After we moved one mile from Camden to Cane Branch, our rent was $50 a year in the late ‘30s.
Things were very bad for the miners who lost their jobs. I was born on High Street in Jenkins in my grandma and grandpa’s boarding house for single miners of Consolidated Coal Company, and knew nothing about farm life with no electricity, indoor plumbing or running water.
(I used to tell my men who worked for me in the military that the only running water we had on our farm was the creek that ran under our house.)
About this time my sister June Short got married and moved away from Letcher County, and my half-brother Erman Short enlisted in the Army in 1940 along with some friends from Jenkins including Buddy Nolan, Ed Mullins and Paul Howington, and served in Iceland before the war.
Our first winter on the farm was rough. I remember sitting by the warm fireplace while my dad sat on an old, cane-bottom chair, and listening to him play his banjo.
During the days he cleaned and checked his traps that he had set along the creek banks every evening. That method of catching the animals was done by every hunter and trapper who was trying to survive the long, harsh winter. It was the only means of income for us during that first winter.
In the spring and summer months after we plowed and seeded our fields, Dad would hire both of us out to neighboring farmers, hoeing corn and cutting hay for $1 a day.
My mother was the most soft-spoken and most patient and enduring person I have ever come into contact with. To be the mother of us boys and never raise her voice above a gentle whisper was so amazing to me.
My father was just the opposite. He sometimes had a quick temper, which did not last long. He was a man that, when he saw a job to be done, he did not stop until the job was finished. He insisted that Mom and us kids do the same when it came to a chore we had to do.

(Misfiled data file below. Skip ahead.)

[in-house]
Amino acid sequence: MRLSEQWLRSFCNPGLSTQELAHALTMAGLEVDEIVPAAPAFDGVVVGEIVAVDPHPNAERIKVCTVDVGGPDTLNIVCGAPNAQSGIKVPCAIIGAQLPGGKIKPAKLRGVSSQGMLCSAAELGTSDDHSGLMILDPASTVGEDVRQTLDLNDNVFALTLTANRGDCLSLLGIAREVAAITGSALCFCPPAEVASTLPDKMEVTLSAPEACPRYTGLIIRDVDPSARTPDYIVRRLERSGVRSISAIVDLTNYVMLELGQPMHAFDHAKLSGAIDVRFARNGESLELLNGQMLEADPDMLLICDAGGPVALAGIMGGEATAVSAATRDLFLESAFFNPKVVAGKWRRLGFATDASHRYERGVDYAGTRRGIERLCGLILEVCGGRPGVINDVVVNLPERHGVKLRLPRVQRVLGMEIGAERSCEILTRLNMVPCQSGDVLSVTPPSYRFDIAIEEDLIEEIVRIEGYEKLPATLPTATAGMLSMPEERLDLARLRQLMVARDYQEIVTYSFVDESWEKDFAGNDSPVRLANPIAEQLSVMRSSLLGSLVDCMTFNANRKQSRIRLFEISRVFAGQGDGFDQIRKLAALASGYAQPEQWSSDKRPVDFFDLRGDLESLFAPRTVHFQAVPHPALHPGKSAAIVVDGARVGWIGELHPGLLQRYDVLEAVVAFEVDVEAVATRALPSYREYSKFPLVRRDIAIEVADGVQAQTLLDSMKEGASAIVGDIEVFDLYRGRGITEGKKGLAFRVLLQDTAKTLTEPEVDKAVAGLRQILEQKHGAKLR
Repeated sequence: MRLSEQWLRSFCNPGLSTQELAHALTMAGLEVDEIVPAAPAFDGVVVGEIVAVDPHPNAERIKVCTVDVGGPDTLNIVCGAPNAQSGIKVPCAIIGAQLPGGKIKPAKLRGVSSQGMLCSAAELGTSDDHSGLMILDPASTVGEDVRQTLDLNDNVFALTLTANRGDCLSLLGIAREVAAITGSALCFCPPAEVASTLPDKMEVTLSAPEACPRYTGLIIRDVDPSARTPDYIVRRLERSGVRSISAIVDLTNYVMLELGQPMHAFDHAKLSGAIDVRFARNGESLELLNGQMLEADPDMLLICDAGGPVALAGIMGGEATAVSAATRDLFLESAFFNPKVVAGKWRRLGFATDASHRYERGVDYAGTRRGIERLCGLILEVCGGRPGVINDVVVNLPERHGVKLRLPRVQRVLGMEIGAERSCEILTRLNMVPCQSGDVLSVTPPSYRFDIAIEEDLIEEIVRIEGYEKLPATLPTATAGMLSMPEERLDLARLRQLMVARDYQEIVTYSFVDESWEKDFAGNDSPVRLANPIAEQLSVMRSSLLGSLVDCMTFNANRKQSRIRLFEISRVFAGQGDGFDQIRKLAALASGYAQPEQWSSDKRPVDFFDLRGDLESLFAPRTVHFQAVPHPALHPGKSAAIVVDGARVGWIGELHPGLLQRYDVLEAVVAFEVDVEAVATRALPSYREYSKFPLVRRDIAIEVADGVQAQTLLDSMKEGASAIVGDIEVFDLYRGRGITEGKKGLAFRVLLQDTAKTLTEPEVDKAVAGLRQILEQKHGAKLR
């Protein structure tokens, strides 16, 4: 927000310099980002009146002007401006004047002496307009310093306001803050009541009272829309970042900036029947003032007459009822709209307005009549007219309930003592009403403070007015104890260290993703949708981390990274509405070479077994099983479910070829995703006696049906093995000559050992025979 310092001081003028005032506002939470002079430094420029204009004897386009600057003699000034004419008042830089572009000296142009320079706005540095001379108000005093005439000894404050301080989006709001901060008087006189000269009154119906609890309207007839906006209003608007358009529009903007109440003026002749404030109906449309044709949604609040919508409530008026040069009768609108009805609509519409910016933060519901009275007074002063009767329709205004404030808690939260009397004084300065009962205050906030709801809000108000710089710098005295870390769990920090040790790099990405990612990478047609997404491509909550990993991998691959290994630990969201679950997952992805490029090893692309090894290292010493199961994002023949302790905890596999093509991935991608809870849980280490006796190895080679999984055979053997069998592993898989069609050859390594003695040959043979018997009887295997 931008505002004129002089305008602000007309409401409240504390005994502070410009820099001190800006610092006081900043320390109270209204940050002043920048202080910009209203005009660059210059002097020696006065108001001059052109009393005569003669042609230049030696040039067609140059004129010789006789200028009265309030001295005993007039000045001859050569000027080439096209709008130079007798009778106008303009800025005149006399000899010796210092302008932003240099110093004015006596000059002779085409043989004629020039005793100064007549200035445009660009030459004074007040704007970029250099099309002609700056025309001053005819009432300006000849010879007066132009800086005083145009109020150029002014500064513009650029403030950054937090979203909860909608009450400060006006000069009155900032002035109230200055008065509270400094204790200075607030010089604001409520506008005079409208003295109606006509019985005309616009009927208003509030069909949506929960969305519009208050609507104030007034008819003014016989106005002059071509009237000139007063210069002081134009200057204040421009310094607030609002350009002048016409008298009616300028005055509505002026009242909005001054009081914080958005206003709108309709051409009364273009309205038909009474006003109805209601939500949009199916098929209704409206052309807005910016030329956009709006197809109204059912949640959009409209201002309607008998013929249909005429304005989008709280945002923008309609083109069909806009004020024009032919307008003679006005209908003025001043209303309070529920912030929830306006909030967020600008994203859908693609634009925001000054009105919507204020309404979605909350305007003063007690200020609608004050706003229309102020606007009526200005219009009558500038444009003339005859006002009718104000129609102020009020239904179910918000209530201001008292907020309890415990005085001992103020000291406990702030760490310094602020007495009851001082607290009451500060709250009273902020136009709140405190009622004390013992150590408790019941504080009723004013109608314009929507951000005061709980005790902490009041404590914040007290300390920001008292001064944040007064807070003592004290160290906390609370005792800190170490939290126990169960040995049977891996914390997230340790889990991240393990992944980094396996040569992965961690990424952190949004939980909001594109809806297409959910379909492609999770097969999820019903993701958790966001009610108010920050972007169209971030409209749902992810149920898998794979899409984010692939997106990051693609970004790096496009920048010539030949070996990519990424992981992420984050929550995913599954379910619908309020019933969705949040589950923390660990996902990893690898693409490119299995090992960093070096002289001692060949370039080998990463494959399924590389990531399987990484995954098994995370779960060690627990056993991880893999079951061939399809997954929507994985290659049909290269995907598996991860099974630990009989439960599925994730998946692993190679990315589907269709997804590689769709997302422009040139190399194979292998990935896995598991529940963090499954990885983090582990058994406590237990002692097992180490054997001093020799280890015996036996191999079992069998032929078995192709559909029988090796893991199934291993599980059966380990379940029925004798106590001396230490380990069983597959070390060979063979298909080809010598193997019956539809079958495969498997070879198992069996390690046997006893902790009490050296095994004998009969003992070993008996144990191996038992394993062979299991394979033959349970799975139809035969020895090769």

My brother Roger was two years old, Dickie was six years old, and I at 10 years old had always lived in a house with electricity and indoor plumbing. It was no fun having to get up in the middle of a cold night and walk a long ways to the outhouse.
I sometimes had to get up early, milk two cows before I ate my breakfast, and then get ready for school two miles away at Burdine.
I hated to be the fist person out of the hollow in the mornings. That person got all the dew from the tall grass and weeds, and was soaking wet when they got to school.
During farming time, I had to rush home from school and work in the fields until it got dark. We sold most of our produce in Jenkins and Burdine, very cheap. As long as we were not on the main road, my dad had me drive his Model A pickup from house to house selling his produce. So, I have been driving since I was 10 years old.
Getting to school was always a chore. The road out of Cane Branch was a creek most of the way, and when it rained a wide and deep creek divided the road. To get to the other side, you had to walk through the creek or try stepping on rocks that lay halfway out of the water.
We also had to pass through two sets of drawbars. They were two or more long, wooden nails that slid into the facing ends of the fence. You had to pull these rails from one end of the fence, drop them on the ground, pass through, then replace the rails back into the slots of the fence to keep the livestock from wandering off.
I left Cane Branch at an early age for the military, but I was so homesick that I almost went AWOL to get back home. I had lived in Cane Branch for seven years, and the memories of how it looked when I was a small boy is what caused the lonely and homesick feelings.
I miss those days and the mountains of Letcher County so very much. It seemed the sky was bluer then, the grass was greener, and the sun shined brighter. If only it could be, once more, the way it was then.
I have been over most of the world, and I think the mountains of Letcher County are the most beautiful place in the world.
(Contributing writer Everett Vanover lives in Fairfi eld, Calf.)